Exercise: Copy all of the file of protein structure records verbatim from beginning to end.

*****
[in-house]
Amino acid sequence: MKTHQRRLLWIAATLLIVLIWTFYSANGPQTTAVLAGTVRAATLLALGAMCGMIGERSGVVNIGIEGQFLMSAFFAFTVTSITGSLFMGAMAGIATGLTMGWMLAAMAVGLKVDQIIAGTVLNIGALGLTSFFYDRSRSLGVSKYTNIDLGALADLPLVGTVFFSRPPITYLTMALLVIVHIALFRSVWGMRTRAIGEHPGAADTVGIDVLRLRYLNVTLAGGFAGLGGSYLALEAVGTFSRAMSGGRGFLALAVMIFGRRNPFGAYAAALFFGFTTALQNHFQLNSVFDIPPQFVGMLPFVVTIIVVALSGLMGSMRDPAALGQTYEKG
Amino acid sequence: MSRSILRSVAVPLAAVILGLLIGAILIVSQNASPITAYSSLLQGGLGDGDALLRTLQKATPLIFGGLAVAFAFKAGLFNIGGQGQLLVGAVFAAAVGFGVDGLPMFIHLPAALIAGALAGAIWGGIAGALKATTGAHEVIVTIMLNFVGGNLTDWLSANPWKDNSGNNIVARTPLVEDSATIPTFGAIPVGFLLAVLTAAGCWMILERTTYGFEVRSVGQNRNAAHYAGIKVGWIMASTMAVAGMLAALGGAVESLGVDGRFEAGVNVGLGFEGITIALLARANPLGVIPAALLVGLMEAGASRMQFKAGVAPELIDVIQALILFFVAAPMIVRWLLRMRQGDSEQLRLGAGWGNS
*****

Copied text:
[in-house]
Amino acid sequence: MKTHQRRLLWIAATLLIVLIWTFYSANGPQTTAVLAGTVRAATLLALGAMCGMIGERSGVVNIGIEGQFLMSAFFAFTVTSITGSLFMGAMAGIATGLTMGWMLAAMAVGLKVDQIIAGTVLNIGALGLTSFFYDRSRSLGVSKYTNIDLGALADLPLVGTVFFSRPPITYLTMALLVIVHIALFRSVWGMRTRAIGEHPGAADTVGIDVLRLRYLNVTLAGGFAGLGGSYLALEAVGTFSRAMSGGRGFLALAVMIFGRRNPFGAYAAALFFGFTTALQNHFQLNSVFDIPPQFVGMLPFVVTIIVVALSGLMGSMRDPAALGQTYEKG
Amino acid sequence: MSRSILRSVAVPLAAVILGLLIGAILIVSQNASPITAYSSLLQGGLGDGDALLRTLQKATPLIFGGLAVAFAFKAGLFNIGGQGQLLVGAVFAAAVGFGVDGLPMFIHLPAALIAGALAGAIWGGIAGALKATTGAHEVIVTIMLNFVGGNLTDWLSANPWKDNSGNNIVARTPLVEDSATIPTFGAIPVGFLLAVLTAAGCWMILERTTYGFEVRSVGQNRNAAHYAGIKVGWIMASTMAVAGMLAALGGAVESLGVDGRFEAGVNVGLGFEGITIALLARANPLGVIPAALLVGLMEAGASRMQFKAGVAPELIDVIQALILFFVAAPMIVRWLLRMRQGDSEQLRLGAGWGNS